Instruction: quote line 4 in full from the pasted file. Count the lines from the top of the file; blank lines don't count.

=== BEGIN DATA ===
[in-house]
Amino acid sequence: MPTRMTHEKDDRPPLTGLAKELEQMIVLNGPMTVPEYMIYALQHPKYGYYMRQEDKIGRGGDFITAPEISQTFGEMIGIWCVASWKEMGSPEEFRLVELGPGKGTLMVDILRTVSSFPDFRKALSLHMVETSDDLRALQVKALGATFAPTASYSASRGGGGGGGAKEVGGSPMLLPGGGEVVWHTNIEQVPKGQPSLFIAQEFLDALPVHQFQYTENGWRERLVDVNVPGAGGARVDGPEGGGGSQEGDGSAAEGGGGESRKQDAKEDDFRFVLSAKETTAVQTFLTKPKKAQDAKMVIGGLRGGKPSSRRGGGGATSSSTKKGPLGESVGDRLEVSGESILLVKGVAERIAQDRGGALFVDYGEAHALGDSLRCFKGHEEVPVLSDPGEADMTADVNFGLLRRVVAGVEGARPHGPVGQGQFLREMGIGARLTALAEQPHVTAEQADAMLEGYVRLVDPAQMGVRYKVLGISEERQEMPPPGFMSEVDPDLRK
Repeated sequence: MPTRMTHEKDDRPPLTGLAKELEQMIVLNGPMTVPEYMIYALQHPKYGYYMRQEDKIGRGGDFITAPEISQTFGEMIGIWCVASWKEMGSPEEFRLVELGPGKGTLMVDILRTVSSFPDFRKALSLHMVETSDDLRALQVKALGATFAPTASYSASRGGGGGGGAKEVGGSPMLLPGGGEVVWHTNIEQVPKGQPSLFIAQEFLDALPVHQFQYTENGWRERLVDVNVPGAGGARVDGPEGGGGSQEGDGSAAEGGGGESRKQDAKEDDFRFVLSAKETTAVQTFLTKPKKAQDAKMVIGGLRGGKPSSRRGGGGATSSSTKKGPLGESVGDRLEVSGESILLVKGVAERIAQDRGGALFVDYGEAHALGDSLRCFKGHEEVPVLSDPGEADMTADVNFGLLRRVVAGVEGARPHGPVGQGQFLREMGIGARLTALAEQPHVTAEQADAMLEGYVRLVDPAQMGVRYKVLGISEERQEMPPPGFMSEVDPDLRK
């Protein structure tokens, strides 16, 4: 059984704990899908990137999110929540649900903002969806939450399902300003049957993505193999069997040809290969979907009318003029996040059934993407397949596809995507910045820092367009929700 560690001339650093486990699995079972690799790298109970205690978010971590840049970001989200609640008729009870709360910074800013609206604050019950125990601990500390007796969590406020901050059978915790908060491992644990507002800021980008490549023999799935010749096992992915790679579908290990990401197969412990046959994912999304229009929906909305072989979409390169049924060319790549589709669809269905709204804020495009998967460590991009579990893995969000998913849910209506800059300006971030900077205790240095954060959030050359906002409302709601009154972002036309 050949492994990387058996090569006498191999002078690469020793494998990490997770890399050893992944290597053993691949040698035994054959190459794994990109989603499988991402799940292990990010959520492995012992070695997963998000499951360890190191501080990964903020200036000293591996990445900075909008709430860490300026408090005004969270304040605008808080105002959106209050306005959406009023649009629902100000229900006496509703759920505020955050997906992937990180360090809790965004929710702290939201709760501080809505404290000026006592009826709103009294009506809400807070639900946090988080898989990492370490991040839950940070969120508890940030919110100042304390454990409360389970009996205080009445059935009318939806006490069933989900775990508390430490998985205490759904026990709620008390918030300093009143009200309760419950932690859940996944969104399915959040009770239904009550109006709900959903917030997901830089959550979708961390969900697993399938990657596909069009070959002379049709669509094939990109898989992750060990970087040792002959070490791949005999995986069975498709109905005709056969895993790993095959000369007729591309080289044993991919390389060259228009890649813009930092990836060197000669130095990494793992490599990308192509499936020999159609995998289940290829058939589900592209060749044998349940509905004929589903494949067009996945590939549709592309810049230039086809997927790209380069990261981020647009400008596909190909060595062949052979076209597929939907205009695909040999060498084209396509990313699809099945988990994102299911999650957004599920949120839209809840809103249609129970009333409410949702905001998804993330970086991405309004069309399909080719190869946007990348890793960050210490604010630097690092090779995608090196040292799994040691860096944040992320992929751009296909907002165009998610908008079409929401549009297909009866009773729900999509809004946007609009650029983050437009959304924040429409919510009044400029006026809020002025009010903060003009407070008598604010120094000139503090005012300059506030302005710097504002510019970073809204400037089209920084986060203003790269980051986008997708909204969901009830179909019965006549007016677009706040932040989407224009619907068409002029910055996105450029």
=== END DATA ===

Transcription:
């Protein structure tokens, strides 16, 4: 059984704990899908990137999110929540649900903002969806939450399902300003049957993505193999069997040809290969979907009318003029996040059934993407397949596809995507910045820092367009929700 560690001339650093486990699995079972690799790298109970205690978010971590840049970001989200609640008729009870709360910074800013609206604050019950125990601990500390007796969590406020901050059978915790908060491992644990507002800021980008490549023999799935010749096992992915790679579908290990990401197969412990046959994912999304229009929906909305072989979409390169049924060319790549589709669809269905709204804020495009998967460590991009579990893995969000998913849910209506800059300006971030900077205790240095954060959030050359906002409302709601009154972002036309 050949492994990387058996090569006498191999002078690469020793494998990490997770890399050893992944290597053993691949040698035994054959190459794994990109989603499988991402799940292990990010959520492995012992070695997963998000499951360890190191501080990964903020200036000293591996990445900075909008709430860490300026408090005004969270304040605008808080105002959106209050306005959406009023649009629902100000229900006496509703759920505020955050997906992937990180360090809790965004929710702290939201709760501080809505404290000026006592009826709103009294009506809400807070639900946090988080898989990492370490991040839950940070969120508890940030919110100042304390454990409360389970009996205080009445059935009318939806006490069933989900775990508390430490998985205490759904026990709620008390918030300093009143009200309760419950932690859940996944969104399915959040009770239904009550109006709900959903917030997901830089959550979708961390969900697993399938990657596909069009070959002379049709669509094939990109898989992750060990970087040792002959070490791949005999995986069975498709109905005709056969895993790993095959000369007729591309080289044993991919390389060259228009890649813009930092990836060197000669130095990494793992490599990308192509499936020999159609995998289940290829058939589900592209060749044998349940509905004929589903494949067009996945590939549709592309810049230039086809997927790209380069990261981020647009400008596909190909060595062949052979076209597929939907205009695909040999060498084209396509990313699809099945988990994102299911999650957004599920949120839209809840809103249609129970009333409410949702905001998804993330970086991405309004069309399909080719190869946007990348890793960050210490604010630097690092090779995608090196040292799994040691860096944040992320992929751009296909907002165009998610908008079409929401549009297909009866009773729900999509809004946007609009650029983050437009959304924040429409919510009044400029006026809020002025009010903060003009407070008598604010120094000139503090005012300059506030302005710097504002510019970073809204400037089209920084986060203003790269980051986008997708909204969901009830179909019965006549007016677009706040932040989407224009619907068409002029910055996105450029």